Today's library users want and need remote access to library resources 24 hours a day, and library managers and administrators want to ensure their users have access to library resources when they want and need them. This book is intended for library users and managers to gain a better understanding of remote access technologies currently available. So who are today’s library users and managers? Library users can be students working individually or in a group on a research project. Faculty and staff need remote access to library resources. A faculty member could be writing a book or article and need to search the catalog or databases to find the information they need for their project. A staff member could be taking a class or need to obtain information for a project at work. Alumni of the school might want to find an old yearbook or photo from the year they graduated. It could be a community user or it could be a member of the “friends of the library” group who need to access library resources from home to find a book or article. You could also have one-time or first-time users visiting the library's website to find resources for a project. Visiting scholars are another group of library users and usually have remote access to library resources the same as faculty, staff, and students. All of these users need remote access to library resources to develop course content or to research a topic for a project. Some of the users might be technology savvy and able to navigate the library website and databases without any problems or the users might not be so technology savvy and require help from a librarian to understand how to access library resources while off-campus. 

Library managers likewise can fall into anyone of a number of categories. They can be paraprofessional supervisors or professional librarians. Paraprofessionals, just like professional staff, need to know how users can obtain remote access to library resources. Managers, whether they are professional librarians or paraprofessionals, will often help users obtain the remote access they need to library resources. Managers and professional staff might lead focus groups or develop surveys to understand how users access library resources and how the library can improve access to its resources. It could be the manager for Interlibrary Loan or the Head of Access Services who need a better of understanding of how they can improve their services to users. Improving remote access services increases the library's role in the academic community and makes the library the prominent component of the academic life of the university.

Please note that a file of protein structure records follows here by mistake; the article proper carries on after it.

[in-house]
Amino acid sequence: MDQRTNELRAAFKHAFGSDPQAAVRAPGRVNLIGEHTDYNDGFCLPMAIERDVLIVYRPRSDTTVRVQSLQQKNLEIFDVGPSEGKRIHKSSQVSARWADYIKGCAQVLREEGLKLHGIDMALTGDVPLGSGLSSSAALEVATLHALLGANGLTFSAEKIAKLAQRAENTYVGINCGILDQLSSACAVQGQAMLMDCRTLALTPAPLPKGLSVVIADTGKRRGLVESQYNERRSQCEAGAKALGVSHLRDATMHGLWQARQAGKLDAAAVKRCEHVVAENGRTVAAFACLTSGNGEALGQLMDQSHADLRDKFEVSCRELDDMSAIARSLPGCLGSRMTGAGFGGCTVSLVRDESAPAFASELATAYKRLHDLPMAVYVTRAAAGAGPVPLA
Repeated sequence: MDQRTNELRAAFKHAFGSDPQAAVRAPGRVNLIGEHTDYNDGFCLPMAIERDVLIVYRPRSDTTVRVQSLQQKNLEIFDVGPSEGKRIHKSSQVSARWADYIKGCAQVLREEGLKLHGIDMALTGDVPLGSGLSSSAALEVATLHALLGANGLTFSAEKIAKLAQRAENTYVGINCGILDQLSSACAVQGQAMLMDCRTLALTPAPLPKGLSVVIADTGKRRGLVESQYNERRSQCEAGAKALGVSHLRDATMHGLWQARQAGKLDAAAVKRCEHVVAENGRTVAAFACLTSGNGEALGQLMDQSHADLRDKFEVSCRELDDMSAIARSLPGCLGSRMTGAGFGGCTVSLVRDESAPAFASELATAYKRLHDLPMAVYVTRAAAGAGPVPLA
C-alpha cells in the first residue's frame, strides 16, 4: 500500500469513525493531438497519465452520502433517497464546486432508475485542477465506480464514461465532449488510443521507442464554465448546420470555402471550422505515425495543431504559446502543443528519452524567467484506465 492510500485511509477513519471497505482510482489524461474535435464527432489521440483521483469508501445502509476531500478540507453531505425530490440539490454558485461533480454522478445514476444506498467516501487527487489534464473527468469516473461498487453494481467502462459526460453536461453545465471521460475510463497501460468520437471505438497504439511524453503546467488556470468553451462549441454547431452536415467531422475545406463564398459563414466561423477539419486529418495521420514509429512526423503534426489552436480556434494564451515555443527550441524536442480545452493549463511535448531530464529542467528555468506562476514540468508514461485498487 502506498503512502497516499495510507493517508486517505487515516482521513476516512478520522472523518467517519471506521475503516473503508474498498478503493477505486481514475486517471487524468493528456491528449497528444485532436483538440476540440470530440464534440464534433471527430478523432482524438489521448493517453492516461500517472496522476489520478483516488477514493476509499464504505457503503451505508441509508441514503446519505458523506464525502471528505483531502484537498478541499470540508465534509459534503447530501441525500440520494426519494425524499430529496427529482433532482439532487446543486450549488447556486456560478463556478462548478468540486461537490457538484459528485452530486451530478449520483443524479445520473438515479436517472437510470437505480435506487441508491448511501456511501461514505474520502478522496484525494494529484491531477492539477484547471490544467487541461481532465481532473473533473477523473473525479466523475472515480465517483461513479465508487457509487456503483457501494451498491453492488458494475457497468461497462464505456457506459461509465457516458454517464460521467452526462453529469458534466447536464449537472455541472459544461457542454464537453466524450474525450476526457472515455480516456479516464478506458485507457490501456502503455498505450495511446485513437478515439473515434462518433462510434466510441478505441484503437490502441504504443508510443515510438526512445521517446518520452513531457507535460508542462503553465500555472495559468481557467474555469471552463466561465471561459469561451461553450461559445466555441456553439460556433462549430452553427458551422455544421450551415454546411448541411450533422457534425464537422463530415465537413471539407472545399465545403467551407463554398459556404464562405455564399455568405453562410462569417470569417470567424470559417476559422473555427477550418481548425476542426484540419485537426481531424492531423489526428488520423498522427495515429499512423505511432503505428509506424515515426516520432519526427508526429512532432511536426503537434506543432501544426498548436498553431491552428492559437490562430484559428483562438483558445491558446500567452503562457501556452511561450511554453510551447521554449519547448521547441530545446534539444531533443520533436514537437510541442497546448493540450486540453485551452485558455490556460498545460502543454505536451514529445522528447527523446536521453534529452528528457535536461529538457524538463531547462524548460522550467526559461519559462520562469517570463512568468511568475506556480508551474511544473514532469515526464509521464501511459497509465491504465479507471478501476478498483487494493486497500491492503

CURRENT AND FUTURE TRENDS FOR REMOTE ACCESS

Technology changes rapidly, and new technologies will provide better access to library materials. Libraries will need to determine what technologies to adopt and how to stay up to date with new and emerging one. Some of the current trends and issues to explore regarding remote access to library collections include the following:

  • Identifying new technologies 
  • The ability to implement and update new technologies 
  • Understanding copyright and fair use laws
  • Creating metadata for access to digital collections
  • Meeting user needs

Since the 2007 launch of the Kindle e-book reader, there have been a growing number of new products designed to access information from any location with Internet access. These include, but are not limited to, smartphones, the iPad2, iPod Touch, and netbooks. Smartphones and the Apple products all have a number of applications (or apps) that can be purchased or downloaded to access information for research or for entertainment. In early 2011 EBSCO launched a mobile application for access to their databases such as Academic Search Premier, Cinahl, and others. Other database vendors including Gale, ProQuest, and Elsevier, have developed and launched similar apps for their products. Their websites provides information on how to install and use their mobile apps. An issue related to mobile technologies is that some websites are not fully functional when accessed from mobile devices, or the Information Technology infrastructure may not be in place to provide access to information through a mobile device. This becomes a source of major frustration for users.